What Octopus is this?

DWhatley

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#3
It is hard to tell much from the photo as there are no distinct markings. The arm length in the second picture and the alteration of white and brown on the arms suggests O. briareus. Adult single arm length will be about 12" with a mantle slightly larger than a tangerine. O. hummelincki will have a slightly stiffer but smaller mantle with a single arm length of about 8". Both need a 55 gallon or larger tank preferably with sump and skimmer (I would not consider O. hummelincki without a skimmer but encourage a skimmer for all octopuses).
 

DWhatley

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#6
Definitely not a dwarf and will work well in your 125. I am not sure I see the ring you see. I do see a possible circle patch under the eye but that may just be angle and coloration. If you see a blue circle below the eye (ie not around the eye) then O. hummelincki is a definite possibility.
 

DWhatley

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#7
I just took another look and did see the blue so I think you are correct in you thinking. This definitely eliminates O. briareus and there is only one common eye spotted octopus in the area. However, I have had one animal from them that had a brown eye spot and was kind of a gold color much of the time. Monty was likely something that rode a current up from South America but we have not seen another This little guy is not the same unknown species but I wanted to mention that ID's are not always possible.
 

DWhatley

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#9
Go slowly with the acclimation. They are most sensitive when very young and I think this is a very young animal.
 

D.Quail

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#10
Okay I will most certainly do that! Do you think it would be best to find something to put him in inside the tank that is smaller or should I just let him have the whole tank to himself? I want to make sure he's eating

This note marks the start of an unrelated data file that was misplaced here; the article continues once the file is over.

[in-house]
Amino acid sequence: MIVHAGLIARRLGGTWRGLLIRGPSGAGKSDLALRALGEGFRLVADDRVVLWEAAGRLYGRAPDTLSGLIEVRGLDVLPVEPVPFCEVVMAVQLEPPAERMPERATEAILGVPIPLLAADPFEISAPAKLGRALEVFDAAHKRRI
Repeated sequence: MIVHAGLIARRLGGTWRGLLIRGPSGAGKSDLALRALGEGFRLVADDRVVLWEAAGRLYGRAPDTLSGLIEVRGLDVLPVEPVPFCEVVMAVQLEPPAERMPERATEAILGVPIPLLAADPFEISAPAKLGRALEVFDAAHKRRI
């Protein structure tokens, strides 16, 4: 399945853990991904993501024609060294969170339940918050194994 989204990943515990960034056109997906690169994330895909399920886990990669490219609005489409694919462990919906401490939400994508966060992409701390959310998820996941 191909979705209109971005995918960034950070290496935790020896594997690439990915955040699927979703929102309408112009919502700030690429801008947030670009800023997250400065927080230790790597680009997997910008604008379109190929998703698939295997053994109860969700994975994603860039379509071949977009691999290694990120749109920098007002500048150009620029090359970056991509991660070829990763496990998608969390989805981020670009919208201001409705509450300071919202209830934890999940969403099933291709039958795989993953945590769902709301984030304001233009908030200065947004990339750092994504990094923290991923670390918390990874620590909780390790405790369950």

DWhatley

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#11
I often use a 40 gallon as a starter tank but I would not use a containing box inside a tank. Expect it to be hard to find for at least a month as young animals seem to be especially hidden.
 

DWhatley

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#13
Ghost shrimp or very small fiddler crabs should be good. The problem will be finding it to feed if you are going to try freshwater shrimp (fiddlers will live in full saltwater - disable claws on males). If you can get an order of saltwater shrimp, it may be able to catch them on its own but monitor (I usually start with small fiddlers and try stick feeding the shore shrimp, The link is to the vendor I have used for years but local sourcing is cheaper for shrimp, Paul is probably cheaper for fiddlers). You can try eye sized pieces of table shrimp on a stick (once you locate its denning spot - starting with small pieces is important, food too large will be ignored). Bamboo skewers (look for the very thin ones until it can eat larger food) work well as feeding sticks but if you have the old nylon style, it works equally as well.
 

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